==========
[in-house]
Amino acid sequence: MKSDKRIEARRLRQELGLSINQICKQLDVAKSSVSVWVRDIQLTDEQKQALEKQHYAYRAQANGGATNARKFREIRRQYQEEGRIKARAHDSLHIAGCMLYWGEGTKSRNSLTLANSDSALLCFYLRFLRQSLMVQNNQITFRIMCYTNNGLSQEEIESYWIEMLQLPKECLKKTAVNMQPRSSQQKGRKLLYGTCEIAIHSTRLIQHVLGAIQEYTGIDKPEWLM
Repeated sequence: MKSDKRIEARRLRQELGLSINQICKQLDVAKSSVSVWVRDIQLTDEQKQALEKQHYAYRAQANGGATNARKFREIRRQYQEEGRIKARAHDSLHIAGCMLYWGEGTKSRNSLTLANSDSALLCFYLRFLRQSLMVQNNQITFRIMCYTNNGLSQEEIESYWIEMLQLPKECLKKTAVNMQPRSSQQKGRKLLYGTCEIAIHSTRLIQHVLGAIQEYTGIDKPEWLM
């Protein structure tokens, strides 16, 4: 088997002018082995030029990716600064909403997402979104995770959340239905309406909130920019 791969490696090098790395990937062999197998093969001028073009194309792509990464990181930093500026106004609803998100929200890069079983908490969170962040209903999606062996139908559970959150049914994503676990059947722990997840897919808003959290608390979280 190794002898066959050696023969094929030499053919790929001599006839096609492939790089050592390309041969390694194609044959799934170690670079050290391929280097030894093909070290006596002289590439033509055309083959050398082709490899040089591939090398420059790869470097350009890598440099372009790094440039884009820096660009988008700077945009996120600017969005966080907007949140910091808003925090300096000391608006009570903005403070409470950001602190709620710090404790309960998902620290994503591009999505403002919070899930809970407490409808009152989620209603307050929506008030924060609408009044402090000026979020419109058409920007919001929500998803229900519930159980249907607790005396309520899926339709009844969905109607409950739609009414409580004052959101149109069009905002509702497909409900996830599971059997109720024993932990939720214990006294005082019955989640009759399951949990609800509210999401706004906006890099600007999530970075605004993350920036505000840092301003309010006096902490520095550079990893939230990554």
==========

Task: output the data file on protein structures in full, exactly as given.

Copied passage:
[in-house]
Amino acid sequence: MKSDKRIEARRLRQELGLSINQICKQLDVAKSSVSVWVRDIQLTDEQKQALEKQHYAYRAQANGGATNARKFREIRRQYQEEGRIKARAHDSLHIAGCMLYWGEGTKSRNSLTLANSDSALLCFYLRFLRQSLMVQNNQITFRIMCYTNNGLSQEEIESYWIEMLQLPKECLKKTAVNMQPRSSQQKGRKLLYGTCEIAIHSTRLIQHVLGAIQEYTGIDKPEWLM
Repeated sequence: MKSDKRIEARRLRQELGLSINQICKQLDVAKSSVSVWVRDIQLTDEQKQALEKQHYAYRAQANGGATNARKFREIRRQYQEEGRIKARAHDSLHIAGCMLYWGEGTKSRNSLTLANSDSALLCFYLRFLRQSLMVQNNQITFRIMCYTNNGLSQEEIESYWIEMLQLPKECLKKTAVNMQPRSSQQKGRKLLYGTCEIAIHSTRLIQHVLGAIQEYTGIDKPEWLM
């Protein structure tokens, strides 16, 4: 088997002018082995030029990716600064909403997402979104995770959340239905309406909130920019 791969490696090098790395990937062999197998093969001028073009194309792509990464990181930093500026106004609803998100929200890069079983908490969170962040209903999606062996139908559970959150049914994503676990059947722990997840897919808003959290608390979280 190794002898066959050696023969094929030499053919790929001599006839096609492939790089050592390309041969390694194609044959799934170690670079050290391929280097030894093909070290006596002289590439033509055309083959050398082709490899040089591939090398420059790869470097350009890598440099372009790094440039884009820096660009988008700077945009996120600017969005966080907007949140910091808003925090300096000391608006009570903005403070409470950001602190709620710090404790309960998902620290994503591009999505403002919070899930809970407490409808009152989620209603307050929506008030924060609408009044402090000026979020419109058409920007919001929500998803229900519930159980249907607790005396309520899926339709009844969905109607409950739609009414409580004052959101149109069009905002509702497909409900996830599971059997109720024993932990939720214990006294005082019955989640009759399951949990609800509210999401706004906006890099600007999530970075605004993350920036505000840092301003309010006096902490520095550079990893939230990554």